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Living Less Unsustainably: Flying

At a socially distant, outdoors, bring your own plate and fork, masked when not eating, potluck last week, I overheard a conversation about cheap airfares. Somebody was going to Alaska for a weekend, New York City for a few days, and then to an overseas destination for a longer trip. Monetarily it was a “good deal”. The airlines are hurting financially, and doing what they can to attract passengers.

But a good deal for you is a bad deal for the environment. While air travel has about the same, or fewer greenhouse gas emissions per mile than driving, the 600 mile per hour speed of a jet and the extra impact of upper atmospheric emissions means a few flights can have more climate impact than a year's worth of driving.

During early climate negotiations, air travel was left out of calculations. The rationale was a concern over which country to assign the emissions to- departure, or arrival. But some analysts contend leaving out air travel was a way for the more affluent - yes us-  to avoid responsibility for a large pool of emissions generated by a small group of people.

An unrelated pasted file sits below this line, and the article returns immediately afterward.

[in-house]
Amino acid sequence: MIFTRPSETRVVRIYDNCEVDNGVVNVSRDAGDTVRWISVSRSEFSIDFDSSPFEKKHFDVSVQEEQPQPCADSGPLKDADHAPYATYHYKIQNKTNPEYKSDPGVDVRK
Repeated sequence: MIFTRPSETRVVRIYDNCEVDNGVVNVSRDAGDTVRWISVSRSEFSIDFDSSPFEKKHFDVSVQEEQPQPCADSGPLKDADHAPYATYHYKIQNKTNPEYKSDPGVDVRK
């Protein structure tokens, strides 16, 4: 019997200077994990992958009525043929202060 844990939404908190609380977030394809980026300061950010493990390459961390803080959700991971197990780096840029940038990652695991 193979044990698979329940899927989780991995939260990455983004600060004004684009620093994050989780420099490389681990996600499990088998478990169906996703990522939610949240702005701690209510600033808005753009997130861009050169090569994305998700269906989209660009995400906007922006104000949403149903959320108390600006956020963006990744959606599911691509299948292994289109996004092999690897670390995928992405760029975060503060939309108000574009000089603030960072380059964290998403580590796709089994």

Short flights are worse than long flights because take-off and climb uses fuel at three times the rate as cruising. People often say "The plane is going to fly whether I'm aboard or not" but during COVID, jet fuel use is down by seventy percent. Airlines are rescheduling- not flying empty planes.

Flying to the Florida wedding of your college roommate’s best friend's brother makes for a fun weekend, and produces 3000 pounds of high altitude emissions. What was her name again- Kaylie- no no - Kylie- or was it Chloee?

Maybe you could just send a gift of carbon offsets, and bike over to your own brother's house.

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